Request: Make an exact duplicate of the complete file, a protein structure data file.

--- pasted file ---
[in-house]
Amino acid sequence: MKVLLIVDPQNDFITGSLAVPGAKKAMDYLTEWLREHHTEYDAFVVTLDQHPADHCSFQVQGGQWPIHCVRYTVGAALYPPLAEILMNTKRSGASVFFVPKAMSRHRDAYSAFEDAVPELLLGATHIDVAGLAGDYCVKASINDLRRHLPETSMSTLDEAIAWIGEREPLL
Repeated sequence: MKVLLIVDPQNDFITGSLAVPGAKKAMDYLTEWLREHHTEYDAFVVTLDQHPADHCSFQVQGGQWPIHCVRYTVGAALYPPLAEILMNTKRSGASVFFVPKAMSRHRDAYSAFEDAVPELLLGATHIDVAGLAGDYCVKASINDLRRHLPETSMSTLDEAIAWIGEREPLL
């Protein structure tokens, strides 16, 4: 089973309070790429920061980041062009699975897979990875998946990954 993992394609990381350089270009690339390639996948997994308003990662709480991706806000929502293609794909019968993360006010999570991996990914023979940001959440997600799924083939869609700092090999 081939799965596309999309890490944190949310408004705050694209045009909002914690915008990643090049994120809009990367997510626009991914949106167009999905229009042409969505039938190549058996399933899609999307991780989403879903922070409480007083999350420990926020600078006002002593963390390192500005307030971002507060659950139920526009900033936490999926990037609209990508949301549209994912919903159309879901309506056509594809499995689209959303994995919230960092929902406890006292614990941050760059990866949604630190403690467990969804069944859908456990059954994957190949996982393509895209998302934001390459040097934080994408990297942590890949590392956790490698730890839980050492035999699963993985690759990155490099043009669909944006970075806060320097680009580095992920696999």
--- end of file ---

[in-house]
Amino acid sequence: MKVLLIVDPQNDFITGSLAVPGAKKAMDYLTEWLREHHTEYDAFVVTLDQHPADHCSFQVQGGQWPIHCVRYTVGAALYPPLAEILMNTKRSGASVFFVPKAMSRHRDAYSAFEDAVPELLLGATHIDVAGLAGDYCVKASINDLRRHLPETSMSTLDEAIAWIGEREPLL
Repeated sequence: MKVLLIVDPQNDFITGSLAVPGAKKAMDYLTEWLREHHTEYDAFVVTLDQHPADHCSFQVQGGQWPIHCVRYTVGAALYPPLAEILMNTKRSGASVFFVPKAMSRHRDAYSAFEDAVPELLLGATHIDVAGLAGDYCVKASINDLRRHLPETSMSTLDEAIAWIGEREPLL
């Protein structure tokens, strides 16, 4: 089973309070790429920061980041062009699975897979990875998946990954 993992394609990381350089270009690339390639996948997994308003990662709480991706806000929502293609794909019968993360006010999570991996990914023979940001959440997600799924083939869609700092090999 081939799965596309999309890490944190949310408004705050694209045009909002914690915008990643090049994120809009990367997510626009991914949106167009999905229009042409969505039938190549058996399933899609999307991780989403879903922070409480007083999350420990926020600078006002002593963390390192500005307030971002507060659950139920526009900033936490999926990037609209990508949301549209994912919903159309879901309506056509594809499995689209959303994995919230960092929902406890006292614990941050760059990866949604630190403690467990969804069944859908456990059954994957190949996982393509895209998302934001390459040097934080994408990297942590890949590392956790490698730890839980050492035999699963993985690759990155490099043009669909944006970075806060320097680009580095992920696999």